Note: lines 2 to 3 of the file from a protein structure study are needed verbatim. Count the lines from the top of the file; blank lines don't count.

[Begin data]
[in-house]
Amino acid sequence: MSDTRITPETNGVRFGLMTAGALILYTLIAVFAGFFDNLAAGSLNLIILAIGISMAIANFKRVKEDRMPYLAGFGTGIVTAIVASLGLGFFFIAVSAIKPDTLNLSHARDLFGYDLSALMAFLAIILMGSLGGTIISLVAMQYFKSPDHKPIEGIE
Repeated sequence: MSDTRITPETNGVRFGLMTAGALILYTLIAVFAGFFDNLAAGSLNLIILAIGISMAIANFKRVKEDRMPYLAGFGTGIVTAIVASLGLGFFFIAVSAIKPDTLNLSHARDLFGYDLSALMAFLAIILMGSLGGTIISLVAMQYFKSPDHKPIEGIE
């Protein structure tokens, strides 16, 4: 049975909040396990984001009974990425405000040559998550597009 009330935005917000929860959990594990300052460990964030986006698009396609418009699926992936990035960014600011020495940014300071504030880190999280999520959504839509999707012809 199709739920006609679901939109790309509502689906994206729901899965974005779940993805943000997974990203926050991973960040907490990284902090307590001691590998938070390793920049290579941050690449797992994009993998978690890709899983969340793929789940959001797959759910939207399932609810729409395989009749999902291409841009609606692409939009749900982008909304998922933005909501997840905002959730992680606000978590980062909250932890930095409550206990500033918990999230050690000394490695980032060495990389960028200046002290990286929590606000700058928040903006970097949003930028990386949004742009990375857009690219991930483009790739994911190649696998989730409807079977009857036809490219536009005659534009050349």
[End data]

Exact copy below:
Amino acid sequence: MSDTRITPETNGVRFGLMTAGALILYTLIAVFAGFFDNLAAGSLNLIILAIGISMAIANFKRVKEDRMPYLAGFGTGIVTAIVASLGLGFFFIAVSAIKPDTLNLSHARDLFGYDLSALMAFLAIILMGSLGGTIISLVAMQYFKSPDHKPIEGIE
Repeated sequence: MSDTRITPETNGVRFGLMTAGALILYTLIAVFAGFFDNLAAGSLNLIILAIGISMAIANFKRVKEDRMPYLAGFGTGIVTAIVASLGLGFFFIAVSAIKPDTLNLSHARDLFGYDLSALMAFLAIILMGSLGGTIISLVAMQYFKSPDHKPIEGIE